Have you missed the roundup last week? Here are some good articles to make it up to you :) .
In this article, Dr. David Katz discusses food fortification with vitamins and minerals. While adding vitamin D to milk prevented rickets and folate to grains cut down neural tube defects, not all additions are functional or even necessary. A sugary cereal won’t magically become “part of a complete breakfast” if you fortify it with eleven vitamins and minerals. Furthermore, Katz argues that we are not deficient in most of these vitamins and minerals so he questions the purpose behind it.
This is what we call healthwashing. How else can they sell us even more junk? By crushing in a multivitamin!
If you prefer walking over running, don’t worry. You’re still reaping the same health benefits. You may just have to do it for longer. Both walking and running have been found to reduce blood pressure and cholesterol as well as lower the risk of diabetes and coronary heart disease. Whatever exercise you choose, choose one that you enjoy and that is easy for you to maintain. Consistency is key.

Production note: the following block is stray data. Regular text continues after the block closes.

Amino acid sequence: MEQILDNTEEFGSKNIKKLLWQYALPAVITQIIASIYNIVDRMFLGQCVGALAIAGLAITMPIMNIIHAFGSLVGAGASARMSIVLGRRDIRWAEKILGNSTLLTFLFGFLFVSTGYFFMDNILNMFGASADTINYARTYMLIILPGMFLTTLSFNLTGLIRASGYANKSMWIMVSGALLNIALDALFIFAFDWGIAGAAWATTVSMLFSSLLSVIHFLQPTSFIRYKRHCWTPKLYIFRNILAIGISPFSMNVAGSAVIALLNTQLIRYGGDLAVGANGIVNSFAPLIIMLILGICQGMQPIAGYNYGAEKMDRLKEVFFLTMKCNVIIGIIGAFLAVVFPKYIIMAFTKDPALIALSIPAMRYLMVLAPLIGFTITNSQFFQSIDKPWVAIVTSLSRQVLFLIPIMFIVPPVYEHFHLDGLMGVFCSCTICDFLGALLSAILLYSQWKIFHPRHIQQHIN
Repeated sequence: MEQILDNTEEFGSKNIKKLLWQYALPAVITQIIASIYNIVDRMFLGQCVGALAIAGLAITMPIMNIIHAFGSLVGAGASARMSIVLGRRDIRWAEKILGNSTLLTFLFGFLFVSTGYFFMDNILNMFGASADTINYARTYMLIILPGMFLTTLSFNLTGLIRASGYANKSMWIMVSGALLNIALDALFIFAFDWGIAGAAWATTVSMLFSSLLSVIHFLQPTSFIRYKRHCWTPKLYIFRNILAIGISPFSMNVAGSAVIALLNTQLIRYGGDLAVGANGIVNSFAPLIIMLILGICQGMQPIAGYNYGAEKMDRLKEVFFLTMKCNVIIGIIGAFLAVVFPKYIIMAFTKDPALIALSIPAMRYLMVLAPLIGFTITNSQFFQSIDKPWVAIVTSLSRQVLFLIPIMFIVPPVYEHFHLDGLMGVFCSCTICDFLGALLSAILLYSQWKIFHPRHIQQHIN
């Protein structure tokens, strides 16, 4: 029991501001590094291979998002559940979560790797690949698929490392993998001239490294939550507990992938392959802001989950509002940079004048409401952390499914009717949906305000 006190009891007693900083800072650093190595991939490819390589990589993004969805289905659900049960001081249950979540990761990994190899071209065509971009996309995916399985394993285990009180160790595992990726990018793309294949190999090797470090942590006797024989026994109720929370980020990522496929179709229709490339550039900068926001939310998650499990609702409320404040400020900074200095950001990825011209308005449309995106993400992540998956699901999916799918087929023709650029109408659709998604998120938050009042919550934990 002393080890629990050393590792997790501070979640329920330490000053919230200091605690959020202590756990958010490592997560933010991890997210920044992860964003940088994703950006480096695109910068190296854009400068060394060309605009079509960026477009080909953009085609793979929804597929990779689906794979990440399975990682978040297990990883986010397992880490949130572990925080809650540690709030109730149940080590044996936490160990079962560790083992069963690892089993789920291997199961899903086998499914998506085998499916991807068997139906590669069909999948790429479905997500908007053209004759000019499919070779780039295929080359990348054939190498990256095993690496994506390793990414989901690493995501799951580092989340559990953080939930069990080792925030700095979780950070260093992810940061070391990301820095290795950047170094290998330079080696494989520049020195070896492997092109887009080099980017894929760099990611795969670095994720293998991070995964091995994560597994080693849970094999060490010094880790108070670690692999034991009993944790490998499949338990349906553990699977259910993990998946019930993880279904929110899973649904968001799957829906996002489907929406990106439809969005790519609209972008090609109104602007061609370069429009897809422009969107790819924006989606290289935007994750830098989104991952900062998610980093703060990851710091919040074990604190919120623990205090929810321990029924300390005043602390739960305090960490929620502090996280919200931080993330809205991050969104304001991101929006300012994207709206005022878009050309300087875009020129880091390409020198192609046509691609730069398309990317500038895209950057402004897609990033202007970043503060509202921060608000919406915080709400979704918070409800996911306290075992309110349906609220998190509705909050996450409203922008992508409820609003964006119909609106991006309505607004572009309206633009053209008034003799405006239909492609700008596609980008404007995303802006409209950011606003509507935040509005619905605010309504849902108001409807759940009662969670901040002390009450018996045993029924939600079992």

This study is a favorite of mine from this roundup and that’s because I’ve witnessed it first hand. We were trying an organic pizza many months ago and my husband kept reaching for seconds, thirds, and fourths… When I brought to his attention portion control, he was quick to exclaim: “It’s organic!” Just because a certain product is organic doesn’t make it immediately healthy and doesn’t give us the excuse to eat more of it . Organic cookies and chips are still cookies and chips.
A recent study published in the Pediatric Obesity journal showed that feeding practices before 6 months of age affected the risk of obesity by age 2. The feeding practices studied were breastfeeding vs bottle, introduction of solids before 4 months and sleeping with a bottle. Babies who were mostly formula fed before 6 months were two and half times more likely to be obese when they turned two. Introducing solids before 4 months* and sleeping with a bottle also increased that risk.
We all know that breakfast is the most important meal of the day. But getting the right breakfast is key to staying fuller longer and to avoid unhealthy snacking later in the day. A new study found that when given a protein-rich breakfast, overweight people who normally skipped breakfast were more satiated and had more control on evening snacking. Good food examples include eggs, yogurt, cheese, beans, nut butters and lean meat. I wouldn’t have meat for breakfast but if you like a breakfast sausage or a sfeeha (Lebanese meat pie) occasionally, go ahead!
- Besides oatmeal, this is a typical breakfast of mine: labneh, halloumi and vegetables (served with a small slice of pita bread)
What do you have for breakfast every morning? Would love to hear your ideas or links to your recipes!
Have a great week ahead!*PS: Solids should never be introduced before 4 months. The new recommendations are to wait until the baby is 6 months old and ready.